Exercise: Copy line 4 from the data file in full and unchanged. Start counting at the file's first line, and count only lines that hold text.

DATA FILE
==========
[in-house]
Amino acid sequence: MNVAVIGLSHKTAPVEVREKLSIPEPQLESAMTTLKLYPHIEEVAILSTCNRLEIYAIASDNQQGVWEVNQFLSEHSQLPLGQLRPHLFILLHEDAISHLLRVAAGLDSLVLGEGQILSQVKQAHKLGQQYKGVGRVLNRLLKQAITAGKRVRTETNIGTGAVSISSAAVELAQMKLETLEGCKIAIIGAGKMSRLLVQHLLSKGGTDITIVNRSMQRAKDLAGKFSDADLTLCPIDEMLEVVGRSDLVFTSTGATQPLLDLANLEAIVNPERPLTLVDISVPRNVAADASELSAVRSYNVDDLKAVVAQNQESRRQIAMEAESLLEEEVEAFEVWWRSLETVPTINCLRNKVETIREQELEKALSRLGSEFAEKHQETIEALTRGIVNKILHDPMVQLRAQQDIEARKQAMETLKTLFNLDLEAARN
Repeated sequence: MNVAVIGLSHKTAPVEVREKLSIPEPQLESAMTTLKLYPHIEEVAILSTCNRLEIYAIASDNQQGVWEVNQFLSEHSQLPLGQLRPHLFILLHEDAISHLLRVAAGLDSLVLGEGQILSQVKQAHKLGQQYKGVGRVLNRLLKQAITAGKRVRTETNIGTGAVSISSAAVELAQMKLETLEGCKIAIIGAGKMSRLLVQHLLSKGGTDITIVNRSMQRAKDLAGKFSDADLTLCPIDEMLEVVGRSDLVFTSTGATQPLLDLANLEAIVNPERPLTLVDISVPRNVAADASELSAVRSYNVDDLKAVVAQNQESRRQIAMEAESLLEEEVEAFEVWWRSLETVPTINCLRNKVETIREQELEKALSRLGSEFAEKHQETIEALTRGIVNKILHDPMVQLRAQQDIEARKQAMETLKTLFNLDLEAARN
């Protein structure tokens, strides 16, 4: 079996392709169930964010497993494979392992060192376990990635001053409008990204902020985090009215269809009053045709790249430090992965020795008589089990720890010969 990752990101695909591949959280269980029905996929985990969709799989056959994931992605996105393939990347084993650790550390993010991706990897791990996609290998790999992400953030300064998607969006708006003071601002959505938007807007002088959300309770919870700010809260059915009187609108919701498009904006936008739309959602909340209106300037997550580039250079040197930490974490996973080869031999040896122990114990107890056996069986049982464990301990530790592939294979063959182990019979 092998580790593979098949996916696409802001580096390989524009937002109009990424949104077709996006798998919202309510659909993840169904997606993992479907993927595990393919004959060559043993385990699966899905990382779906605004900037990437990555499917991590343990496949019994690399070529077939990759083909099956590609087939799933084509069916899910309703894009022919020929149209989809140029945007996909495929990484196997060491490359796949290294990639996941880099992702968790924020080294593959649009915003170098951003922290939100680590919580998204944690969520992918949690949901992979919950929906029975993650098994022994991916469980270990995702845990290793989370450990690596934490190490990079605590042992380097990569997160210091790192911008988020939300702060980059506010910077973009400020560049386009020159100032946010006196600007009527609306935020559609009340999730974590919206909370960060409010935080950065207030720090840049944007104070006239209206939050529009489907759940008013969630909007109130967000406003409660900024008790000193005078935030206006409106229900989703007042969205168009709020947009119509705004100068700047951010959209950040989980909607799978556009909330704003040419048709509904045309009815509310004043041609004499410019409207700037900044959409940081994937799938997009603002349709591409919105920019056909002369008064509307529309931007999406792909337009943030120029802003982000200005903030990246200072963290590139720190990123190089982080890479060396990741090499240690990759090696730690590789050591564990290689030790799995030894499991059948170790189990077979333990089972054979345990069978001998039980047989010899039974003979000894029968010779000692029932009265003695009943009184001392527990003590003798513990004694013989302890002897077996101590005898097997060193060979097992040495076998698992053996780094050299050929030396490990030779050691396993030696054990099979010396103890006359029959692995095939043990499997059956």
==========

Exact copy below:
């Protein structure tokens, strides 16, 4: 079996392709169930964010497993494979392992060192376990990635001053409008990204902020985090009215269809009053045709790249430090992965020795008589089990720890010969 990752990101695909591949959280269980029905996929985990969709799989056959994931992605996105393939990347084993650790550390993010991706990897791990996609290998790999992400953030300064998607969006708006003071601002959505938007807007002088959300309770919870700010809260059915009187609108919701498009904006936008739309959602909340209106300037997550580039250079040197930490974490996973080869031999040896122990114990107890056996069986049982464990301990530790592939294979063959182990019979 092998580790593979098949996916696409802001580096390989524009937002109009990424949104077709996006798998919202309510659909993840169904997606993992479907993927595990393919004959060559043993385990699966899905990382779906605004900037990437990555499917991590343990496949019994690399070529077939990759083909099956590609087939799933084509069916899910309703894009022919020929149209989809140029945007996909495929990484196997060491490359796949290294990639996941880099992702968790924020080294593959649009915003170098951003922290939100680590919580998204944690969520992918949690949901992979919950929906029975993650098994022994991916469980270990995702845990290793989370450990690596934490190490990079605590042992380097990569997160210091790192911008988020939300702060980059506010910077973009400020560049386009020159100032946010006196600007009527609306935020559609009340999730974590919206909370960060409010935080950065207030720090840049944007104070006239209206939050529009489907759940008013969630909007109130967000406003409660900024008790000193005078935030206006409106229900989703007042969205168009709020947009119509705004100068700047951010959209950040989980909607799978556009909330704003040419048709509904045309009815509310004043041609004499410019409207700037900044959409940081994937799938997009603002349709591409919105920019056909002369008064509307529309931007999406792909337009943030120029802003982000200005903030990246200072963290590139720190990123190089982080890479060396990741090499240690990759090696730690590789050591564990290689030790799995030894499991059948170790189990077979333990089972054979345990069978001998039980047989010899039974003979000894029968010779000692029932009265003695009943009184001392527990003590003798513990004694013989302890002897077996101590005898097997060193060979097992040495076998698992053996780094050299050929030396490990030779050691396993030696054990099979010396103890006359029959692995095939043990499997059956």